Curiosity is the mother of invention: A letter

Curiosity is the mother of invention

A letter to the Bragg Fellows of the Royal Institution of Australia.


              The number was written on a t-shirt underneath a cute cartoon of an alien. The wearer was a mathematics academic in for a radio chat. It was a puzzle.

              I started looking for more data and noticed that the alien had three fingers – puzzle solved. 

              “Pi”, I offered.

              “Correct”, he replied.

              Since the number has only 0s, 1s and 2s, it may well be to the base 3 rather than our familiar base 10. Hence what appears as a ten is, in fact, a three. If we had three digits instead of five then that’s how we would count.

              Like a jackdaw, what I have treasured in the 50 years after tertiary mathematics, is a collection of baubles.

              ∫ 1/(cabin) d(cabin)        =            log(cabin) + C

                                                     =            houseboat

              Curiously, Pure Mathematics was a subject in the Arts faculty. The progenitor of all disciplines?

              Eschewing the vocational areas of physics and chemistry, the closest I got to something of practical use in the outside world was “Theory of Statistics” as it announced itself to the students. With this subject I could have become enthroned as an actuary – a bookmaker employed by an insurance company to bet on failure.

              “I bet robbers burn your house down.” A lose/lose seems to be a win/win.

              Nevertheless, mathematics has never left me.

              I was interested to learn, many years later, that the hammer of the piano strikes the string at such a point as to suppress the discordant 7th harmonic.

              Thank you Herman Helmholtz.

              Since chords on a guitar are merely mathematical arrays, I discovered utility for myself in the pursuit of music. I can play chords on a left-handed guitar – a trivial mirror image. I have many softwares which think through the many rules of music. It’s only a matter of time before a simple melody can be articulated and embellished by simply pressing the JSBach button.

              There was a game of 50 levels on a Gameboy that, at each level, gave you a code to unlock the next level. I completed the first half dozen and then, with the deployment of higher mathematics, I reverse engineered the code to take a shortcut directly to the 50th level.

              I have some skill at Mahjong, Go, Nine Man’s Morris, Bezique and Forty Thieves. Poker is less interesting to me since it conflates money and psychoanalysis.

              As for jokes, I once corrected a joke teller in regard to the mathematics of jokes.

              “Three horses walk into a bar…..”

              Since I anticipated the punchline, I helpfully suggested that there were only two horses.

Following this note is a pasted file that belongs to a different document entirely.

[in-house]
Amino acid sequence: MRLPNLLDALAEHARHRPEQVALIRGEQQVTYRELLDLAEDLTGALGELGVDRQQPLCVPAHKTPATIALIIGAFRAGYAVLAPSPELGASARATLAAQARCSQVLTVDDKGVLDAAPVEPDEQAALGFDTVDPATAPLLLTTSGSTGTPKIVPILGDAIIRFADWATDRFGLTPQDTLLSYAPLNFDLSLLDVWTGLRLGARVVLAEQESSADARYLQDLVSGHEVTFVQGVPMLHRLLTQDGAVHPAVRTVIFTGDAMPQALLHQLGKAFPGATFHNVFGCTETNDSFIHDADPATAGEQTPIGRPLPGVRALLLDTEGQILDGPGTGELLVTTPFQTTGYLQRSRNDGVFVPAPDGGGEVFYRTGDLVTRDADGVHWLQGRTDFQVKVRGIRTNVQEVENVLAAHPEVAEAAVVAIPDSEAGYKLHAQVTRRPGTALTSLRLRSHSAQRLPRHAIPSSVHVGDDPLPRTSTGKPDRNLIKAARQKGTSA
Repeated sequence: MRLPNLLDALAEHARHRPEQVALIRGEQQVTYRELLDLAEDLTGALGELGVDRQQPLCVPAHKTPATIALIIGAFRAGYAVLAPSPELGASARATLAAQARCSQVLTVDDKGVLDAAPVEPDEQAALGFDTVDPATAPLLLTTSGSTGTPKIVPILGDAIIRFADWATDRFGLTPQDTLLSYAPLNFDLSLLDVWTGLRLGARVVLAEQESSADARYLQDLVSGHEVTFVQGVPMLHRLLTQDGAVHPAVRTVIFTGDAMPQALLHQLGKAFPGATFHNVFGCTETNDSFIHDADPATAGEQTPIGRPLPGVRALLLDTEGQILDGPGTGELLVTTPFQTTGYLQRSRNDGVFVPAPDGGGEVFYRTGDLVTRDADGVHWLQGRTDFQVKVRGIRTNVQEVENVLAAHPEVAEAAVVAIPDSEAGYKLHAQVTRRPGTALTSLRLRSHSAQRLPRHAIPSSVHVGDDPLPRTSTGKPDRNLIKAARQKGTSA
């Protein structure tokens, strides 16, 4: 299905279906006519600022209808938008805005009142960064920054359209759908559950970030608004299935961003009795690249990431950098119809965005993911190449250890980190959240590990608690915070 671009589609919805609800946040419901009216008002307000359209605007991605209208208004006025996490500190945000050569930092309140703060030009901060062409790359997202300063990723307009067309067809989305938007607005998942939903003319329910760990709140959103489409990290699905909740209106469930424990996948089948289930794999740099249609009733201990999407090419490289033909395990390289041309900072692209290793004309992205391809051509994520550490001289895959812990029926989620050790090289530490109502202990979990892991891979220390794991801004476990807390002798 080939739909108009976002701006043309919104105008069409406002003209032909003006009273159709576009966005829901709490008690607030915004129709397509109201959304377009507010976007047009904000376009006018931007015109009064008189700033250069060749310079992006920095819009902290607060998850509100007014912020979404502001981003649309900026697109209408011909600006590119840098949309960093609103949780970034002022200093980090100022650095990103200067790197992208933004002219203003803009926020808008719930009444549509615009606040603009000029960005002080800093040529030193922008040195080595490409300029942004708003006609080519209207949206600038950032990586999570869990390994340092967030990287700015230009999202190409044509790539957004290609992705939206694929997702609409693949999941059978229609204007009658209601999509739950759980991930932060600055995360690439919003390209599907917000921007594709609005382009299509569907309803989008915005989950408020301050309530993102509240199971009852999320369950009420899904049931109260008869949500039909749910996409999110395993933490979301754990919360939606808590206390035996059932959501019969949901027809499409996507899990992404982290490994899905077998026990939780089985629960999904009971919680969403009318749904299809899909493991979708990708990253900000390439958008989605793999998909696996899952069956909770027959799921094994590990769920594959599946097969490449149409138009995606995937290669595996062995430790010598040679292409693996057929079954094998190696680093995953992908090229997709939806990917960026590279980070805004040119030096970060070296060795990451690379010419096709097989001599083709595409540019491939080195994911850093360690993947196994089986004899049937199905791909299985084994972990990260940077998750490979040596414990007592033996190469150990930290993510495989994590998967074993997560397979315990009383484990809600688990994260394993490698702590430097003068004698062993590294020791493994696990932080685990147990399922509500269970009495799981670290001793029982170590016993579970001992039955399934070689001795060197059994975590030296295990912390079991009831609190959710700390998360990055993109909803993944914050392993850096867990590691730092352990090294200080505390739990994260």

They sit down, order a drink from the greyhound behind the bar, and start to reminisce about winning races. The greyhound chips in that he has done a bit of racing himself.

              “Look at that! A talking dog!” says one of the horses.

              Jokes can rework the Hegelian notion  to become:

              Thesis + Synthesis  ===> Antithesis

              My neighbour was an engineering lecturer. To his credit, he has two essential modes, certainty and no opinion.

              He decided to build a second storey on his house during a year of sabbatical leave. The child  young person from the council came around to innocently advise him as to why it was not possible.

              Bruce authoritatively informed him exactly how he was going to proceed.

              The house now has a second floor.

              Once upon a time much of tertiary education was less encumbered by notions of  vocation and utility. Even today, the study of medicine is where you learn the labels in order to communicate with other officials. It’s only when you are in the hospital, at the end of your training, that you need to know how the plumbing can be fixed – or can’t.

              Ask a novelist what “schizophrenia” means and they will offer a pinpoint. A psychiatrist will advise another psychiatrist that the patient’s observable behaviours fall within the scope of the umbrella term “schizophrenia”.

              To be a specialist is to know more and more about less and less. Don’t ask a renal specialist about your cataracts. They may not have the foggiest.

              Whatever it is that you have learned will surprise you with its unforeseen applications.

              Your vocation is simply what you are curious about.


Redmond Symons

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